First question – is this a blog? I’m not sure because I don’t even know what a blog is. And I can’t be a blogger because I have a stable job; I’m not sitting around eating potato chips on the couch in my boxer shorts, and I don’t live with my mom. So I’m pretty sure this isn’t a blog. Whatever this is I can assure you that I’m happy to be writing for it.
A good friend asked me the other day “What my vision for the next chapter in my life looks like?” I both love and hate a question like that. Love it because I relish the idea of introspection – finding out a deeper part of me that I didn’t know existed, turning it over, examining it from multiple angles and then looking for a way to improve myself. For some reason this is quite motivating. It gives me purpose, direction and an excitement that a better me is on the horizon.
I also hated the question because I didn’t really have an answer. Well at least not a good answer. Several thoughts flashed across my frontal lobe – be a loving husband, a good father, a skilled surgeon and a helpful friend. “Trite” I thought to myself. What does that even mean? Who ever sets out to be an unloving husband or a grumpy dad with anger issues? All of this contemplating finally spurred an answer – “I don’t really know.” “Oh” my friend said, with a hint of disappointment, as he turned back to his TV show.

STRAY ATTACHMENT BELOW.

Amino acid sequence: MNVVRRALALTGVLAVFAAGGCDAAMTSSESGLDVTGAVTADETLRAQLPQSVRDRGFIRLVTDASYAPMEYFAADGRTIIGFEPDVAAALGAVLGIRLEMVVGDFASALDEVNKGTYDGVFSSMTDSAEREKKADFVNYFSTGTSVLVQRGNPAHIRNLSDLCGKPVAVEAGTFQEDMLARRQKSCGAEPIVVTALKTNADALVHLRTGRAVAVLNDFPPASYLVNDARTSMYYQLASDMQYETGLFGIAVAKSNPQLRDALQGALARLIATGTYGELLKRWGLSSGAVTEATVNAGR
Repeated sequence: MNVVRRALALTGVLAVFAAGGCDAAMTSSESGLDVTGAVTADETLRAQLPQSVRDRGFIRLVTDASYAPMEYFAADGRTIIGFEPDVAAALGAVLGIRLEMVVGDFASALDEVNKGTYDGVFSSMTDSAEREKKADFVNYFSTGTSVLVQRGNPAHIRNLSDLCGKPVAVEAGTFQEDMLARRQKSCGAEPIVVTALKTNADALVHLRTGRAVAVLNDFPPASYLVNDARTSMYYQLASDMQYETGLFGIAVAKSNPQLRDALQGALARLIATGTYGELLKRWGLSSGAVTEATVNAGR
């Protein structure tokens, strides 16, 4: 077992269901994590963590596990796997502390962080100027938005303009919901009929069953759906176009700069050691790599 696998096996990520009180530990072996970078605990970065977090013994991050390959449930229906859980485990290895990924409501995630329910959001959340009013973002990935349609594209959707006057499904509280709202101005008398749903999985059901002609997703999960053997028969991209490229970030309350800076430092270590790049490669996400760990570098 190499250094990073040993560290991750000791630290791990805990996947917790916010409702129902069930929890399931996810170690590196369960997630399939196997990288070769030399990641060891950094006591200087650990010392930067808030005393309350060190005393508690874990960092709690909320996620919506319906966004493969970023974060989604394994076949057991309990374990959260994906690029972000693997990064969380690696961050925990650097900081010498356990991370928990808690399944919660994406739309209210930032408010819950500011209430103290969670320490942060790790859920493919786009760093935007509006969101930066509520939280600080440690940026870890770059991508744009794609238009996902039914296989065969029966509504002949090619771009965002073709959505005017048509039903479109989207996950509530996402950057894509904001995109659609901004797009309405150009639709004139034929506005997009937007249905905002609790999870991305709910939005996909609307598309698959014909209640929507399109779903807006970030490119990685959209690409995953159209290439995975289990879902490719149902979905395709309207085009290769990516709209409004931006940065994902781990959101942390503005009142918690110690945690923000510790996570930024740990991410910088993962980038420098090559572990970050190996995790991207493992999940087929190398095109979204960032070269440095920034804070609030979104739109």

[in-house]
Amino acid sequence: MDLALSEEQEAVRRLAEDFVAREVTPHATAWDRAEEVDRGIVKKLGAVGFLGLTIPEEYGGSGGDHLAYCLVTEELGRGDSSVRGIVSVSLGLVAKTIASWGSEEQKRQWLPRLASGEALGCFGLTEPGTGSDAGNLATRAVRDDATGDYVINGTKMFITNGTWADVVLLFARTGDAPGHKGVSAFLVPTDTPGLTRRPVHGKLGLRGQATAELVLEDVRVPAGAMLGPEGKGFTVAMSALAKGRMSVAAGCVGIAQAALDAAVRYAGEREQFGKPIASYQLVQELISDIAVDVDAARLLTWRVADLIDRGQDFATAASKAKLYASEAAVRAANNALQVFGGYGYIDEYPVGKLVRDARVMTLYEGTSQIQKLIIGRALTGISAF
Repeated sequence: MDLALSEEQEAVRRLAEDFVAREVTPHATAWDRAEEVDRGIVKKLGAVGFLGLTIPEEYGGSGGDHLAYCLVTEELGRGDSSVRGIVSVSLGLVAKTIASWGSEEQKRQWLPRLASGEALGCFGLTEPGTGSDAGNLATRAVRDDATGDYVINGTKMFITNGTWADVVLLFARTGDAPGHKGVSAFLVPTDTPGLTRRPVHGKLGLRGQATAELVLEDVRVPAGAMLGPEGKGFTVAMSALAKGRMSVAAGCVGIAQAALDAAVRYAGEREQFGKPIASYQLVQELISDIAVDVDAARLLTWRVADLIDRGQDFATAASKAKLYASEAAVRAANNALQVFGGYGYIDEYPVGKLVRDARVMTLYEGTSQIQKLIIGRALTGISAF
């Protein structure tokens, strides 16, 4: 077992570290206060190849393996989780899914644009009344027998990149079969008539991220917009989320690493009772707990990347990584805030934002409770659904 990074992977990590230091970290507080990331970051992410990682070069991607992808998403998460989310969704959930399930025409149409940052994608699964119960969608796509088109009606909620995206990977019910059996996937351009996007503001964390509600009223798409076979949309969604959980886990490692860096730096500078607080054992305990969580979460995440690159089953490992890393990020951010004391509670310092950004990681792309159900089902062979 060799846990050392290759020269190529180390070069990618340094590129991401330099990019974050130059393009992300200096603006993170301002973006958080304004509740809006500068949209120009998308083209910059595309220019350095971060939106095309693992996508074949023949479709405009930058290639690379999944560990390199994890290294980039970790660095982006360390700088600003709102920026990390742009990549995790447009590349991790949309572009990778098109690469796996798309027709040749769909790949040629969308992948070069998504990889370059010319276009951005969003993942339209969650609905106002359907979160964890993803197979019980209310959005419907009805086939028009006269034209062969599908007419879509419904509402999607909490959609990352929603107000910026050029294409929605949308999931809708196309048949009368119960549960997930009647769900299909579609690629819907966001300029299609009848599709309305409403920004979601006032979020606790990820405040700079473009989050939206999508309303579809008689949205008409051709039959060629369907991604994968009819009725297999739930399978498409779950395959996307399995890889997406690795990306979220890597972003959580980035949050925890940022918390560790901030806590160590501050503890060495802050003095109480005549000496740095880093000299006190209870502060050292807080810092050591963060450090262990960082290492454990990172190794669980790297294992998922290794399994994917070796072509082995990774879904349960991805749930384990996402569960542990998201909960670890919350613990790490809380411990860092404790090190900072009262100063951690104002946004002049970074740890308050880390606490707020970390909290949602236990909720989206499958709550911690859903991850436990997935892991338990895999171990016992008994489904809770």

And that is the point of this blog. It’s not the answer to the question (though that will lead to further blog discussions I suspect) but the fact that I have a few close friends that will pose a challenging question at the right time that will penetrate any self-built defenses. And it’s never a bulldozing thing. Because of the relationship built on years of life on life together my band of brothers can call me out when I’m being a prideful jerk or when my perspective is myopic. “So Jay it seems you’re always pointing at other people’s problems that are supposedly preventing your happiness. How about let’s look and see if you play any kind of role in this.” They short circuit defensiveness by undergirding the whole thing in love. The undercurrent is “Jay we love you so much that if we help you figure this out you will become more Christ-like and a more powerful, transparent authority for the Kingdom.”
Through their careful handling of my heart I have learned to do the same. They have knocked off the rough edges of “truth without love” that I can bring to the table sometimes. There is much to be said about the old adage, “They don’t care how much you know until they know how much you care.” But this hackneyed saying remained void for the majority of my life until my friends helped drive it home by setting examples of consistency and wisdom.
Our friendship is one of the treasures of the Kingdom of Heaven that Jesus talks about. A place of total acceptance, joy, laughter, challenge and reproach. Each one of us feels called by God to spread the power of brotherhood to all that will listen. As another close friend said after attending the Life to the Limit Retreat, “So many men out there don’t need what they don’t know they need.” And we pray earnestly that men throughout our community would begin to unearth the deep desire of unconditional friendship that has been placed deep within each one of our souls.
On the journey with you,